Classic security model
This tutorial gives an overview of IBM MobileFirst Platform Foundation authentication concepts in the following topics:
- Authentication concepts and entities
- Defining realms, authenticators, and login modules
- Defining security tests
- Protecting applications
- Protecting adapters
- Protecting static resources
Authentication concepts and entities
MobileFirst entities such as applications, adapter procedures, and static resources can be protected from unauthorized access.
Rules are defined by a security test that contains one or more authentication realms.
An authentication realm defines the process to be used to authenticate users.
Each authentication realm consists of an Authenticator and a Login module, which are server-side components.
The same authentication realm can be used to protect several resources.
Each authentication realm requires a challenge handler component on the client-side.
An authenticator is a server-side entity that is responsible for collecting the credentials from the client application.
An authenticator can collect any type of information that is accessible from an HTTP request object: cookies, headers, body, or any other properties.
IBM MobileFirst Platform Foundation Server comes with a set of predefined authenticators, including:
- A form-based authenticator that returns a challenge in the form of an HTML login form, making it useful for web environments and mobile applications.
- An adapter-based authenticator that uses the MobileFirst adapter procedure to collect and validate the credentials from the client application.
- A header-based authenticator that does not require interactive credentials collection, but checks the specific HTTP header instead.
In addition to predefined authenticators, you can create your own custom authenticator by using Java code.
A login module is a server-side entity that is responsible for verifying the user credentials and for creating a user identity object, which holds the user properties for the remainder of the session.
Credentials can be validated in one of the following ways:
- By using a web service.
- By looking up the user in a users table in a database.
- By using the WebSphere LTPA token.
It is possible to add custom user properties according to the enterprise needs.
A login module destroys the user identity object when the authenticated session terminates (logout or timeout).
A login module can be configured to automatically record login attempts for audit purposes.
In addition to predefined login modules, you can create your own custom login module by using the Java code.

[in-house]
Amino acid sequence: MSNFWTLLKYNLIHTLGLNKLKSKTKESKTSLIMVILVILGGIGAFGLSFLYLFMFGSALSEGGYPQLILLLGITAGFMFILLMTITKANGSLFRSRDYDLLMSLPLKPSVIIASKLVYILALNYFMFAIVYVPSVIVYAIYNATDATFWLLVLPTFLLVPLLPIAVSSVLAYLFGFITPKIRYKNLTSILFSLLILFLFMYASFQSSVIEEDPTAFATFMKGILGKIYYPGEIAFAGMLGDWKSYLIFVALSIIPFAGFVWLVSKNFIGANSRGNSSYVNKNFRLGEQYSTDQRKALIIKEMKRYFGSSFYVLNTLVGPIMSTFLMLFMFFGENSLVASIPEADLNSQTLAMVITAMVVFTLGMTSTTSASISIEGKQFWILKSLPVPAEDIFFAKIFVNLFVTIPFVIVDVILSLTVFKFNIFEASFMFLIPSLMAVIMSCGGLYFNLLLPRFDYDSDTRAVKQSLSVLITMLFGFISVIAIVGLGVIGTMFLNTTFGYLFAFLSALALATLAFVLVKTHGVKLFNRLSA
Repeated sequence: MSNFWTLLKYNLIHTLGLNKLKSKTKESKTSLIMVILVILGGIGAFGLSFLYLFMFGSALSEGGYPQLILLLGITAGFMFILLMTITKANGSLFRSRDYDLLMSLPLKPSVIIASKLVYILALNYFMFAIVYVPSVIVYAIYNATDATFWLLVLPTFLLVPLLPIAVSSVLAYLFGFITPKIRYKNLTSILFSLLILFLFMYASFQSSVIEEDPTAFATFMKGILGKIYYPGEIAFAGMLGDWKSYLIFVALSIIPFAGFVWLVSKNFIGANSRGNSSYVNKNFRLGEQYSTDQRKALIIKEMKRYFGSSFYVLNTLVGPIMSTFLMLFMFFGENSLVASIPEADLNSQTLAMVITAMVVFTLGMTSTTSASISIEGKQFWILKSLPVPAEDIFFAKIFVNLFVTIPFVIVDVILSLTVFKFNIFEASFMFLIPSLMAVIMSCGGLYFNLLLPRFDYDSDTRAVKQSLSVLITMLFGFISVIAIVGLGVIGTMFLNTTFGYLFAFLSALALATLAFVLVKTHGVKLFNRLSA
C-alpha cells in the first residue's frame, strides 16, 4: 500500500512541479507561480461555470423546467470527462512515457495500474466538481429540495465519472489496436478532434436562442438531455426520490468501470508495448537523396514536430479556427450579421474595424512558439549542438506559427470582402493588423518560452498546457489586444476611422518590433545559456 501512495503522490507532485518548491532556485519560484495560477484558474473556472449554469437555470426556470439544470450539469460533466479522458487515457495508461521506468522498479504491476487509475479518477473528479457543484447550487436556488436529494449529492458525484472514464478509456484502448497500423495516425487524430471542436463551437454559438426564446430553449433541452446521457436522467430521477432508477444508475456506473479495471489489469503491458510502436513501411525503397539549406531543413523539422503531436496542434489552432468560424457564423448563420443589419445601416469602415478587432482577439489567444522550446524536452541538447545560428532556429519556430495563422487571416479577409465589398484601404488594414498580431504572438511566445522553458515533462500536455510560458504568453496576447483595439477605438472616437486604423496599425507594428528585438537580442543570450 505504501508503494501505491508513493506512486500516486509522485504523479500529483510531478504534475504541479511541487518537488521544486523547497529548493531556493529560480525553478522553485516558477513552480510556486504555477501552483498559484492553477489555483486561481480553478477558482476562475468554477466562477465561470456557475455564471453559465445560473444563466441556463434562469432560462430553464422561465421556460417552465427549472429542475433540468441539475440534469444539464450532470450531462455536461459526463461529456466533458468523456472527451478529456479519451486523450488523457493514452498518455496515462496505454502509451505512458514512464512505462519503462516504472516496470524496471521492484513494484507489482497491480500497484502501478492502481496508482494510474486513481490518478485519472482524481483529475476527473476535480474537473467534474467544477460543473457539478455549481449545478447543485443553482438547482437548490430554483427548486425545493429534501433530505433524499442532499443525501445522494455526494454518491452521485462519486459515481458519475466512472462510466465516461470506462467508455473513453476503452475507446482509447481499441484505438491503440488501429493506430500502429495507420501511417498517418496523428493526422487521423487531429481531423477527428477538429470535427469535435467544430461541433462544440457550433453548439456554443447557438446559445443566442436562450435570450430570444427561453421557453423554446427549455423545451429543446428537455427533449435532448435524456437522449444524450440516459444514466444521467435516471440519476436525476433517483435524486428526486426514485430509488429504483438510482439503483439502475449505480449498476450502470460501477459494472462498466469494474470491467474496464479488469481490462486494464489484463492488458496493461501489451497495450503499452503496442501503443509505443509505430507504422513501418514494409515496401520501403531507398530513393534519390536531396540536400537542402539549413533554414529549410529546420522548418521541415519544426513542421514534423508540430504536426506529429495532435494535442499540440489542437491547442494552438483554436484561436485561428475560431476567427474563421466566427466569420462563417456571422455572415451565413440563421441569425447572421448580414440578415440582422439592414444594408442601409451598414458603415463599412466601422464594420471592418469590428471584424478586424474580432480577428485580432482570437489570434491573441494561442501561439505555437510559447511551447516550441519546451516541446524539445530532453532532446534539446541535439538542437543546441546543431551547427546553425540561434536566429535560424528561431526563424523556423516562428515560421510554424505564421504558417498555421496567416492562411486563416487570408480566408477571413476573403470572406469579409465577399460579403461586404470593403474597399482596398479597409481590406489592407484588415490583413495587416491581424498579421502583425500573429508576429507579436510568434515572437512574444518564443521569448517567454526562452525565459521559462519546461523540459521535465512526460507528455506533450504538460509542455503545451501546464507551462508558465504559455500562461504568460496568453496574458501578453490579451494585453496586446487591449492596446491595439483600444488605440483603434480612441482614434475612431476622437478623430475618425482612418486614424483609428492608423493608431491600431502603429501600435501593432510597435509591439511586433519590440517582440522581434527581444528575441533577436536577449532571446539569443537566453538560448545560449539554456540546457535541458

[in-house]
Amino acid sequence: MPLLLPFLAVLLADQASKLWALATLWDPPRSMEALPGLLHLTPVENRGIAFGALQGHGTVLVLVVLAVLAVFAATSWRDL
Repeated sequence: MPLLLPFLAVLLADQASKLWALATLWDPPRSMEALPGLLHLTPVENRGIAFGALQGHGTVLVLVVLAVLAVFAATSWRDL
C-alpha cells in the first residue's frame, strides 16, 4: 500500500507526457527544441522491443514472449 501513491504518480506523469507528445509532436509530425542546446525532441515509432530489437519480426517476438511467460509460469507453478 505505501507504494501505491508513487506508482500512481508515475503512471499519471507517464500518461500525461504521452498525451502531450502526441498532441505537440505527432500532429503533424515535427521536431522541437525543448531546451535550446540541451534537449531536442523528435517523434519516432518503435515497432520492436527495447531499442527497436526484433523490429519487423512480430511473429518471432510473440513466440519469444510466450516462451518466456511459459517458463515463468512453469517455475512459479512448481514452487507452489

An authentication realm is a combination of one authenticator and one login module. Each authentication realm defines its authentication flow:
- What should happen after the authentication process is triggered?
- What form of challenge should be sent to the client application?
- Which credentials should be collected?
- How and when should credentials be collected?
- How should credentials be sent to the server?
- How should credentials be validated by the server?
- What will be the result of credentials validation?
- What will be the properties of the user identity object?
Each authentication realm that is defined in the server authentication configuration must have a corresponding challenge handler in the client application. IBM MobileFirst Platform Foundation provides several predefined authentication realms for security features, such as remote application disablement or application authenticity.
A security test is an ordered set of authentication realms that is used to protect a resource such as an adapter procedure, an application, or a static URL.
A security test defines the realms that the user must authenticate against to get access to the protected resource.
A developer can define the order in which authentication is processed, for example to request authentication in realm2 only after realm1 authentication succeeds.
The MobileFirst framework provides definitions of default security tests for mobile and web environments, and the ability to create custom security tests.
In the example above, a resource - for example, an application or adapter procedure - can be protected by either of two security tests.
- Using Security test 1 means that the user must authenticate in both Realm1 and Realm2, each one with its own set of rules.
- Using Security test 2 means that the user must authenticate in Realm3 only.
Each realm defines its own set of Authenticator and Login module, meaning that each realm has its own rules for collecting credentials and validating them.
Realms, authenticators, and login modules can be reused.
On the updated configuration above, Realm2 is reused.
Protecting a resource with Security test1 means that the user must authenticate in both Realm1 and Realm2.